If there is no legal path for us to take, what is stopping us from doing the same to him, now that we have his recording?
Expert:  Debra replied 7 years ago.
I want to first provide you with some background so you understand how the law with respect to defamation works in Canada.

Defamation is false communication about a person that tends to hurts the person's reputation.

The communication must be made to other people, not just to the person it's about. It can be spoken or written, or it can even be a gesture.

The law protects your reputation against defamation so, if someone defames you, you can sue the person for money to compensate you for your damage to your reputation.


But it's important to understand that the law doesn't protect you from a personal insult or a remark that injures only your pride; it protects reputation, not feelings.


For example, if someone says that you are a sleazy person then that's not damaging to your reputation as it's really just a mean insult. But if the person is saying that you are dishonest in business, you probably do have a good reason to sue.


Defamation can be a crime under the Criminal Code, but only rarely. You may also be able to sue for a violation of your privacy under the provincial Privacy Act. You may also have a complaint under your province's Human Right Protection Legislation.


In your case because the defamation is happening verbally the actual legal term for what you would sue for is "slander".


If you can prove that someone libeled you (that's when the defamation happens in written form) and that person does not have a good defence, then a court will presume that you suffered damages and award you money to compensate for your damaged reputation.


The law treats slander differently than libel: with slander, you have to prove you suffered damages, in the form of financial loss, to get compensation. It can be very difficult to prove this sort of financial loss. That's why most slander cases never go to court.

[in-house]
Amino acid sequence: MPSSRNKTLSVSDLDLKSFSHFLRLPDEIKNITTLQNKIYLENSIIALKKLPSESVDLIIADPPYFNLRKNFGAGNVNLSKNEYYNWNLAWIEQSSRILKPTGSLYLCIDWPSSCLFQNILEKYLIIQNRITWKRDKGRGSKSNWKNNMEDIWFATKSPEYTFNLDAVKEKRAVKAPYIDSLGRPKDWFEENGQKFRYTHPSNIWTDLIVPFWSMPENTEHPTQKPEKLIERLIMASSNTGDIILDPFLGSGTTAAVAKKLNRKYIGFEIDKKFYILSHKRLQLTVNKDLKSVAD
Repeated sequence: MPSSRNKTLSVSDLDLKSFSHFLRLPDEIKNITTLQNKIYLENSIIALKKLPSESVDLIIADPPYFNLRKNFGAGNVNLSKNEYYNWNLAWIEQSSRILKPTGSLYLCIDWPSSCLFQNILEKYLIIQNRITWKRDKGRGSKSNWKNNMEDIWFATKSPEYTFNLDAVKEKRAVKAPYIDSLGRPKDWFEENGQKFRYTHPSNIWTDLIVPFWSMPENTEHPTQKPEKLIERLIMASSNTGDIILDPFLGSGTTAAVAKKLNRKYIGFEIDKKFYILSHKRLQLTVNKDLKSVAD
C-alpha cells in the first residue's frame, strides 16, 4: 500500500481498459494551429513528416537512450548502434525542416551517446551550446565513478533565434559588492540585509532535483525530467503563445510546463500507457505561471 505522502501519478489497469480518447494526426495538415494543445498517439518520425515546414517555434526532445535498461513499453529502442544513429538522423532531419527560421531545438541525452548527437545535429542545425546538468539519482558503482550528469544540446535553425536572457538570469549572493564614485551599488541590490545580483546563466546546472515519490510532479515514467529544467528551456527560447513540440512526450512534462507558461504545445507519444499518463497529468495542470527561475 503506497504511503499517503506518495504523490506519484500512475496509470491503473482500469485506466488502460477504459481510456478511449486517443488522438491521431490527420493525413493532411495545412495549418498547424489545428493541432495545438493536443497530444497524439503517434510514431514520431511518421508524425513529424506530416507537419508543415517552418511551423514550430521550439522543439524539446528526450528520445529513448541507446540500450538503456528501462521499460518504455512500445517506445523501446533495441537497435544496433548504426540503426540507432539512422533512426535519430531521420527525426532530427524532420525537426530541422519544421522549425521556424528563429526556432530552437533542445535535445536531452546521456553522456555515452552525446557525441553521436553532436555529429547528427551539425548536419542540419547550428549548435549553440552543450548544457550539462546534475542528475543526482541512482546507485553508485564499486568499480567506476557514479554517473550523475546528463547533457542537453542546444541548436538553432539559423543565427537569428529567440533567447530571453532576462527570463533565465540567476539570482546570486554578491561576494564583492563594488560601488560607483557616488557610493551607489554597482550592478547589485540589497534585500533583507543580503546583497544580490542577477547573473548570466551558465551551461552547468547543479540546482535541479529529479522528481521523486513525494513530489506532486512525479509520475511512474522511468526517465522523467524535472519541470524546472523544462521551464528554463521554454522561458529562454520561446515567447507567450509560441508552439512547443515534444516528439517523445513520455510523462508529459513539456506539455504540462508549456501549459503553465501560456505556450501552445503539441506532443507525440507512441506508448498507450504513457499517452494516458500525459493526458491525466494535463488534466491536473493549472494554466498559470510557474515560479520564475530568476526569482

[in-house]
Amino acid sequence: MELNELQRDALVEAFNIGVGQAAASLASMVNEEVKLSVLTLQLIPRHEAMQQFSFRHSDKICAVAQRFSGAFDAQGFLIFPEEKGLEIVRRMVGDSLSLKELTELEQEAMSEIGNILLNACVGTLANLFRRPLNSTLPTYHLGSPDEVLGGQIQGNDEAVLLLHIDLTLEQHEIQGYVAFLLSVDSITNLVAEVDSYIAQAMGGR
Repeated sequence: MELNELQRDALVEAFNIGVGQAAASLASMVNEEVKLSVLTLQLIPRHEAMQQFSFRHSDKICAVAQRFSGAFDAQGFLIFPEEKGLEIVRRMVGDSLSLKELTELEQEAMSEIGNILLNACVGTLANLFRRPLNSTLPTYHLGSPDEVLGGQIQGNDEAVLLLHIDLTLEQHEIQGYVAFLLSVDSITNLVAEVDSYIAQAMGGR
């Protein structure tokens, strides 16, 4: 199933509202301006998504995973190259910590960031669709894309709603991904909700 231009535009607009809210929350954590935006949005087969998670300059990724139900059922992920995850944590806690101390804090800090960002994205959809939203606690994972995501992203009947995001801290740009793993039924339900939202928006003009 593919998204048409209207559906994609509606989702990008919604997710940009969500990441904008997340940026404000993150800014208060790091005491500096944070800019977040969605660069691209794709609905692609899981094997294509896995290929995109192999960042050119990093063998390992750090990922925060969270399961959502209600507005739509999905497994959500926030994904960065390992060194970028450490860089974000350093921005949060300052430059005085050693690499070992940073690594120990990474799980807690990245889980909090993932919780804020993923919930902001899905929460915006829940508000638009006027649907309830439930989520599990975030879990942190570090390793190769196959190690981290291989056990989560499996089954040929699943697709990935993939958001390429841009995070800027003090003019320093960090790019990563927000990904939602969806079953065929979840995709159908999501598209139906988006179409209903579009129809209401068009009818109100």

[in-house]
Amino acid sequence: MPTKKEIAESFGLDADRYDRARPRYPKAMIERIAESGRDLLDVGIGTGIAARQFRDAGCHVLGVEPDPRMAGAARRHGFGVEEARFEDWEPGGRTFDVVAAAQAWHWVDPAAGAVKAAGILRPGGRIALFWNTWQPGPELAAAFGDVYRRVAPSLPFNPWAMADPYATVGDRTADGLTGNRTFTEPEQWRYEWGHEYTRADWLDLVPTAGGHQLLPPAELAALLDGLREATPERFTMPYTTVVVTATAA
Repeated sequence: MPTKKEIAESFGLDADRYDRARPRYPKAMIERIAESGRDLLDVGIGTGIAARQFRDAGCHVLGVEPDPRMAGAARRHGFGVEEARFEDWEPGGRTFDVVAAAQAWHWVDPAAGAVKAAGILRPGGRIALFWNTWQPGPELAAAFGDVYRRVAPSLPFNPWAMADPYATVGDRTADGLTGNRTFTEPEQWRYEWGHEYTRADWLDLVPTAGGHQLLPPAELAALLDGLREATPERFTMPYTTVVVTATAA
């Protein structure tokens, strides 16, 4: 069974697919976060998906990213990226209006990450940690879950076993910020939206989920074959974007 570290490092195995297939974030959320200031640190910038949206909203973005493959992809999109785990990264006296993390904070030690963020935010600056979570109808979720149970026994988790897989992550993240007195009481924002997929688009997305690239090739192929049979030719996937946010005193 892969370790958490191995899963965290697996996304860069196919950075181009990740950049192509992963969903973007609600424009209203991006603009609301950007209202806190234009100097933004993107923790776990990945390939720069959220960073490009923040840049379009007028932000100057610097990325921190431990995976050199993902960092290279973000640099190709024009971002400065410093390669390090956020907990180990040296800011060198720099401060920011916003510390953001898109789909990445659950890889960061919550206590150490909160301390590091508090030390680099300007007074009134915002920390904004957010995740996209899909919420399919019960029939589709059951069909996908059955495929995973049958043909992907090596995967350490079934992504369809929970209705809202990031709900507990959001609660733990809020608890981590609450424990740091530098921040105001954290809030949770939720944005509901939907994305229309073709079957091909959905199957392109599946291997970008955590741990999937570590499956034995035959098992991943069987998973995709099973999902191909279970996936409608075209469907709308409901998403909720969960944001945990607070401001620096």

But in the following four examples, a slander lawsuit may succeed without you proving financial loss. Even though there's no permanent record of the slander, the law will presume damages, as if there were libel, if someone:

  • accuses you of a crime (unless they made the accusation to the police)
  • accuses you of having a contagious disease
  • makes negative remarks about you in your trade or business
  • accuses you of adultery


But going to Court is expensive and even if you win, you may not get as much as it costs you to sue. In deciding on assumed damages, the Court will consider your position in the community. For example, if you are a professional, damages may be higher.


Ultimately, therefore, in your case you may not have to prove damages. But, it's exceedingly expensive to sue in Canada and it's not likely that a lawyer would take your case on a contingency basis.


However, it's not the type of lawsuit this person or your former employer would likely want to defend either. For this reason it would make the most sense to retain a lawyer with a view to having that lawyer write a very strongly worded letter demanding that this person cease and desist and possibly even demanding a written apology that you can then use if necessary to undue damage caused by this slander.


What you can do to find a lawyer is one of the following things.

You can contact the Law Society and use their Lawyer Referral Service. You will be given the name of a lawyer and can consult with the lawyer and the first half hour will be free.

Or you can check on a site called lexpert. This is a legal directory of leading lawyers and law firms throughout Canada and is well-respected by the legal community.

Here's the link to their website:


I hope that helps as a starting point.

Debra, Lawyer
Category: Canada Law
Satisfied Customers: 99978
Experience: Lawyer
Debra and other Canada Law Specialists are ready to help you

Related Canada Law Questions